Einstein toolkit sites with invalid security certificates

Create issue
Issue #1207 closed
Ian Hinder created an issue

https://einsteintoolkit.org exists but has an invalid security certificate (http://www.sslshopper.com/ssl-checker.html#hostname=einsteintoolkit.org). I don't think we need SSL/TLS on this server. It should either be disabled or a valid certificate used.

The same applies to https://cactuscode.org (http://www.sslshopper.com/ssl-checker.html#hostname=cactuscode.org).

Note that Frank's page (http://www.cct.lsu.edu/~knarf/cgi-bin/monitor.cgi) reports these certificates as self-signed; they are also expired. Self-signed certificates on public websites are bad: they encourage people to click through the warnings.


Comments (7)

  1. Frank Löffler

    These are up because they should be up at some point - and point to the same content as the http pages. At the moment they only display test pages and are not advertised. I agree that this should and some point be fixed and that might actually happen soon, but at the moment this is not a major issue. I'll see how fast we can get valid certificates installed.

  2. Frank Löffler
    • removed comment

    https://einsteintoolkit.org/ is fine, and has been for some time. Other domains we own don't have certificates attached, and it is not sure whether we actually go all the way to get them, e.g. git.einsteintoolkit.org.

    I'll keep the ticket open since we should fix https://cactuscode.org/, which at the moment only serves a test page, not the same as http://cactuscode.org/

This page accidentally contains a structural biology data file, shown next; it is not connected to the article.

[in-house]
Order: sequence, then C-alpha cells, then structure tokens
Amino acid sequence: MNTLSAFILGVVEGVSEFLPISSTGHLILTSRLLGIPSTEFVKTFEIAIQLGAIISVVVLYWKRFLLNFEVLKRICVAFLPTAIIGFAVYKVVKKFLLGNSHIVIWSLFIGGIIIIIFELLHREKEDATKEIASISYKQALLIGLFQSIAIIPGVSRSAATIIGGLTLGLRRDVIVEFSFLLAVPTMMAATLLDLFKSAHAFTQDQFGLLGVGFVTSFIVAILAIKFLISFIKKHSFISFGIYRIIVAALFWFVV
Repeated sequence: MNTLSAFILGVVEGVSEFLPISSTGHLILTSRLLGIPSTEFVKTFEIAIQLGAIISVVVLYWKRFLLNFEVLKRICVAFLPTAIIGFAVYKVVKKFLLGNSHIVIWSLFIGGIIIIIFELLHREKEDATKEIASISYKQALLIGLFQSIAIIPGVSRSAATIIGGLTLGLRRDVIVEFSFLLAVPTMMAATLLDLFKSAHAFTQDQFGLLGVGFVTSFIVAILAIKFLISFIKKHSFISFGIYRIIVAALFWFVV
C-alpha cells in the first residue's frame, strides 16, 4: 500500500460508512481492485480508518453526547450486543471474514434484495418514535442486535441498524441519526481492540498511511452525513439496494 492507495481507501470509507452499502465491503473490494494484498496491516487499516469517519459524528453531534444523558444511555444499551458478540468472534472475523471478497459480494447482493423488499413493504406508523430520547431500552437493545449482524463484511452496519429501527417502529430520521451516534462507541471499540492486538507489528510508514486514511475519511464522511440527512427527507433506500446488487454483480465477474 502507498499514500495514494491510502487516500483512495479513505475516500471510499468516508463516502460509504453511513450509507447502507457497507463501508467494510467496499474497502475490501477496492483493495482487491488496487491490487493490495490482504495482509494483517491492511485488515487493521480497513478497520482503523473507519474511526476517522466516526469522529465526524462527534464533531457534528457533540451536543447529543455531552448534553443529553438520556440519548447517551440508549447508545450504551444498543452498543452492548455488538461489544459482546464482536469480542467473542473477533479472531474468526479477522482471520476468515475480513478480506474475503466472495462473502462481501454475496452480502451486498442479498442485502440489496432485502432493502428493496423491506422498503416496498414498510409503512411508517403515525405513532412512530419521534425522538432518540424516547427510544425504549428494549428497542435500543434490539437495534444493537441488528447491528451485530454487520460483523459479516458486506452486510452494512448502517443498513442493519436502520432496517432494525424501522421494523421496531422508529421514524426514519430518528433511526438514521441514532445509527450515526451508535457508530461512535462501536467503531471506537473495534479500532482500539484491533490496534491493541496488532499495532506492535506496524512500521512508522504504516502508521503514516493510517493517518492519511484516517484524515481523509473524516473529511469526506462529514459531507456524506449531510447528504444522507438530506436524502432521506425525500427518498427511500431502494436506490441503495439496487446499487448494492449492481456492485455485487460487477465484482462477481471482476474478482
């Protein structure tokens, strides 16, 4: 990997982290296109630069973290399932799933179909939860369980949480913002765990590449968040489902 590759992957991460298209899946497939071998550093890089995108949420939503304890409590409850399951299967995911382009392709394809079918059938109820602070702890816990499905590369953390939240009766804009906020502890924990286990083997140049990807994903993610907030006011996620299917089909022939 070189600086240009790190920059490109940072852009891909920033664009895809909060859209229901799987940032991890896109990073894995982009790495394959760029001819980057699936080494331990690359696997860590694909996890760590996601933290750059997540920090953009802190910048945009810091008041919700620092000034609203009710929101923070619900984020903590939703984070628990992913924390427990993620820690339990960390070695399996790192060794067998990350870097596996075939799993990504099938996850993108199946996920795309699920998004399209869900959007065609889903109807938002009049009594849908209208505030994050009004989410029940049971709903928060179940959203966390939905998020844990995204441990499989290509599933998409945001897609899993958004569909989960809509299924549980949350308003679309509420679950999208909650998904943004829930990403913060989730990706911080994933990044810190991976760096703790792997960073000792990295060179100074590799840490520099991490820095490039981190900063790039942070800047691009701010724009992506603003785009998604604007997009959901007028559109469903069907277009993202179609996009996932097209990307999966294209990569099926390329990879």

3. Roland Haas
    • removed comment

    I think the issue was occasionally not that the certificate itself was invalid but that it used a certificate authority that certain Linux distributions would not be default trust in their wget/curl packages (I guess they use openssl or gnutls or something similar). Browsers like Firefox seem to use their own list and may accept certificates that wget and curl rejected.

    Even when technically correct certificates are , we should try to pick a "well known" certificate authority if possible if they are not widely accepted by eg wget/curl in Ubuntu/OSX (to name some common OS we may care about).

  4. Frank Löffler
    • removed comment

    I would then leave this "wontfix". Old certificate lists on clients are not anything we can tackle from a server side. This has to be fixed by the respective admin. And no - we don't get to choose our certificate authority, at least not through LSU. Plus, with something like heartbleed in mind not even doing that would be "safe".

    When you deal with certificates the client has to deal with the trust themselves, otherwise there is no point in doing it.

  5. Log in to comment